The Q&A Archives: Transplanting a weeping cherry tree

Question: I have a five year old weeping cherry tree that was originally planted to close to the house. I would like to move it out about five feet. The diameter of the trunk of the tree is approximately 5 inches. Do you have any suggestions for this transplant? I really don't want to lose this tree.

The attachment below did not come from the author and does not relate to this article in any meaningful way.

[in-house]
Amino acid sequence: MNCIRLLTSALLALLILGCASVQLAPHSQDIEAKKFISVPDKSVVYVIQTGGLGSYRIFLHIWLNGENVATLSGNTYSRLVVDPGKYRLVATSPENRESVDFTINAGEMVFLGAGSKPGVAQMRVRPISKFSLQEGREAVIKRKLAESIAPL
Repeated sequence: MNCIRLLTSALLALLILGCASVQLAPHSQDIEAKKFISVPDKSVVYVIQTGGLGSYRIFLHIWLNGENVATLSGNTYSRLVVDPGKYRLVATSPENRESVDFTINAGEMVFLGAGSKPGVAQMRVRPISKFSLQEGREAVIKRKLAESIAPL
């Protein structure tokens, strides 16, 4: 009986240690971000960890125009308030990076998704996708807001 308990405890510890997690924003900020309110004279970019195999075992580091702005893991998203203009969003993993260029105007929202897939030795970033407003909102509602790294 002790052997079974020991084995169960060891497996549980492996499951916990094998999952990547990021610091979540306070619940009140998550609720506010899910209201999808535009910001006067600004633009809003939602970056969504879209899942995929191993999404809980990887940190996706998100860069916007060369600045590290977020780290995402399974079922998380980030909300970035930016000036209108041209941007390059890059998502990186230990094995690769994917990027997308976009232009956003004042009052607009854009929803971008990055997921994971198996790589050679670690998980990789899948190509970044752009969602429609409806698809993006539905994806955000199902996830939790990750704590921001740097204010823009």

Answer: To lessen transplant shock, you should move your tree while it is dormant (mid- to late-winter). It won't be easy to move your cherry tree. After 5 years the root system will be quite extensive. The good news is - cherry trees are relatively forgiving if they lose a few roots. I'd dig the new hole first, then excavate around the tree, expecting the roots to be concentrated in the top 12-18" of soil, and out to at least the dripline of the tree. Start digging at the dripline and work your way toward the trunk, trying not to sever too many roots. It will be a job for 2-3 strong gardeners so enlist some help if you can. Make the move as quickly as possible - you don't want to expose the roots to cold, dry air for any longer than necessary. You'll want the tree to be planted at the same soil level as it was before the move. After installing in the new planting hole, backfill with native soil and water well to drive out any air pockets around the roots. Be sure to water deeply once each week to help the roots become established in their new home.

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